Allergies suck. In America alone, scientists believe about 50 million people suffer from some kind of nasal allergy. Pharmacies are stocked with all kinds of concoctions designed to provide allergy relief. However, science suggests there might be something missing from those pharmacy shelves: tea.
Research on the health benefits of tea is plentiful, and a simple search on Google will turn up a number of authoritative studies on tea. This is what I found myself doing recently after friend of mine introduced me to a new green tea from Japan: Benifuuki.
Origins of Benifuuki in Japan
If you’re drinking a regular Japanese green tea, it’s probably made from the Yabukita cultivar. I’ve read a few sources that say Yabukita accounts for up to 75-85% of all green tea grown in Japan. Its popularity apparently originates from its ability to survive frost, which mattered back in the days before modern technology solved that particular problem with electric fans.
Benifuuki is a hybrid of two tea cultivars: Makura Cd86 and Benihomare. Makura Cd86 originates in Darjeeling but is of the Chinese variety sinensis, whereas Benihomaree is of the Indian variety assamica. They were introduced to Japan in the late 19th and 20th Century in order to make black tea for the European market. It didn’t work, but that’s another story for another time.
What we care about in this case is what happens when Benifuuki is made into green tea.
Strap on your science hat. We’re gonna get a little technical.
Benifuuki’s Powerful Methylated Catechins
Catechins (pronounced cat-eh-kin) are one of tea’s most powerful ingredients. They comprise some of the antioxidants everyone talks about when they mention the health benefits of tea, and they are responsible for a whole host of tea’s supposed health benefits.
All loose leaf teas have catechins, but Benifuuki’s particular variety are especially awesome for fighting seasonal allergies. This is because the particular type of catechins present in Benifuuki–O-methylated catechins (EGCG”Me and ECG3″Me specifically), suppress the body’s immune response to allergens such as pollen. That means fewer itchy eyes, runny noses, sore throats, and so on.
Bye Bye, Bad Allergies?
When scientists studied consumption of methylated catechins in Benifuuki (~40mg of O-methylated catechins) versus Yabukita (0mg) for their affects on Japanese Cedar Pollinosis, which is the most common seasonal allergy afflicting people in Japan, they found it was in fact able to produce a measurable improvement in typical allergy symptoms and overall quality of life during allergy season. (1)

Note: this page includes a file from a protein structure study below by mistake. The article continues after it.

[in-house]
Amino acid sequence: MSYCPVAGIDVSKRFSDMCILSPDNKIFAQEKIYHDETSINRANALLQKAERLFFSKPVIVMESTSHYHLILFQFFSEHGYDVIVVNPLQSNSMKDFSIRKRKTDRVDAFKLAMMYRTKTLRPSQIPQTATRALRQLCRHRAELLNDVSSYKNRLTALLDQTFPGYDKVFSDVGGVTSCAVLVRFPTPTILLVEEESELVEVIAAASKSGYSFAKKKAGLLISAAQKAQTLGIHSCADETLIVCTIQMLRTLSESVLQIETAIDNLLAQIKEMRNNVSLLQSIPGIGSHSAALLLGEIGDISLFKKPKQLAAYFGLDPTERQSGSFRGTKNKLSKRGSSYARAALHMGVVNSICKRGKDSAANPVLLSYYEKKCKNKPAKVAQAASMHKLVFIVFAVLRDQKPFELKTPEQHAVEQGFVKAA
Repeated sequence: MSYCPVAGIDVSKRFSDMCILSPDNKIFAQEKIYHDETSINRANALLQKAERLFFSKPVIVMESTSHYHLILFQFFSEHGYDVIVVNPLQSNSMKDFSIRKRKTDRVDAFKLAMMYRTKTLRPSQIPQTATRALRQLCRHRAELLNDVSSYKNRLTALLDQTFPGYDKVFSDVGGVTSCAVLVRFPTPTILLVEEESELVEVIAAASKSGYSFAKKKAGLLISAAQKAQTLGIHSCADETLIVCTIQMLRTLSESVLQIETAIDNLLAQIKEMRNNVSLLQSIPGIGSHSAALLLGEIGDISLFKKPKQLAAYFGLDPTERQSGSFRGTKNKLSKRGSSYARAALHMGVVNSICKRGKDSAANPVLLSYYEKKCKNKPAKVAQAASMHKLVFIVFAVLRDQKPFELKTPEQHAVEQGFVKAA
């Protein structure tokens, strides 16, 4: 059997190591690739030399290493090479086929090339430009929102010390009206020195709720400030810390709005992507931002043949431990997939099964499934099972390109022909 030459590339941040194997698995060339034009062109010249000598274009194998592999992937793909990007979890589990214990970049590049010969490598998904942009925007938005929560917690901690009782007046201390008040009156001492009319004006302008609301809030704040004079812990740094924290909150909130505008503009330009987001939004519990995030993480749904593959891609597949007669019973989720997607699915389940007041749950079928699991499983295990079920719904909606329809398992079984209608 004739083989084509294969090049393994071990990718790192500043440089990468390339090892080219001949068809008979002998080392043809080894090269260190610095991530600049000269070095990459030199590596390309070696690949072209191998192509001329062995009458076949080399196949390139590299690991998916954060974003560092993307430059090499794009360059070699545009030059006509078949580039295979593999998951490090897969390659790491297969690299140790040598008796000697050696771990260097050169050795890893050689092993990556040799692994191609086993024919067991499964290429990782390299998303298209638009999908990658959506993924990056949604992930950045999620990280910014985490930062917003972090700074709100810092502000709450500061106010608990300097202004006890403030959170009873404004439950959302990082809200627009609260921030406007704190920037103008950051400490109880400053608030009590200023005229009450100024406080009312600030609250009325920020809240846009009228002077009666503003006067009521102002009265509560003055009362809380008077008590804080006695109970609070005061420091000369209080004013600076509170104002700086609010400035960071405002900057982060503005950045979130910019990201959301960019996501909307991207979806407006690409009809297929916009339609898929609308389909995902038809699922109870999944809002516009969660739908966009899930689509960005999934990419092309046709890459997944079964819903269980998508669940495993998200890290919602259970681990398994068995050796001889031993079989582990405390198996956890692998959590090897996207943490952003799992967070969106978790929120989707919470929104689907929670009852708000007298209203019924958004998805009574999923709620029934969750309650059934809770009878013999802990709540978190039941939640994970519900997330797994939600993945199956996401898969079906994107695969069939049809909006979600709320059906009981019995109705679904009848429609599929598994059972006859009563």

Moreover, they found adding ginger extract to benifuuki tea further enhances the allergy-fighting effects of the tea. Researchers used a 1:20 ratio of tea-to-ginger extract, meaning for every 1 gram of benifuuki tea they added 20mg of ginger extract.
Finally, participants in the study began drinking the tea 11 weeks before allergy season, because your body needs some time consuming the tea on a regular basis (2x/day, 1.5g tea bag in this case) to build up the good stuff that will bring you relief once allergens are in the air.
There Is A Catch
Don’t go throwing your Claritin out the window just yet, because there’s a catch.
In the study, scientists prepared a concentration of powdered Benifuuki tea by basically cooking the hell out of it with high temperature and long brewing times (6 minutes at 90 degrees Celsius). They then added water to dilute the mixture. This is not the way people normally drink loose leaf tea (bottled tea is another story).
The reality is, if you’re drinking this tea for enjoyment, which should be the primary motivation for drinking tea in my opinion, you’re not going to get the same allergy-fighting boost from Benifuuki you would if you followed the brewing method used in the study.
This shouldn’t upset you, because there’s a silver lining: this tea is delicious. It’s bold and astringent with lots of body and a strong flavor. There’s a slight honey sweetness if you brew it on the gentler side, and it turns into something almost like a Chinese phoenix oolong if you push it up the heat/time scale.
Get A Head Start On Allergy Season
Allergy season is kicking off soon in the United States. The study recommends getting started early on drinking Benifuuki to maximize the benefits come allergy season.
If anyone who suffers from spring allergies like hay fever and whatnot does try this, please please please let me know. I’m fortunate enough to not suffer like some folks, but I’m dying to know if it works for you!
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(Cover photo credit: o5tea.com)
- In vitro and in vivo anti-allergic effects of ‘benifuuki’ green tea containing O-methylated catechin and ginger extract enhancement (Maeda-Yamamoto, Ema, Shibuichi, 2007)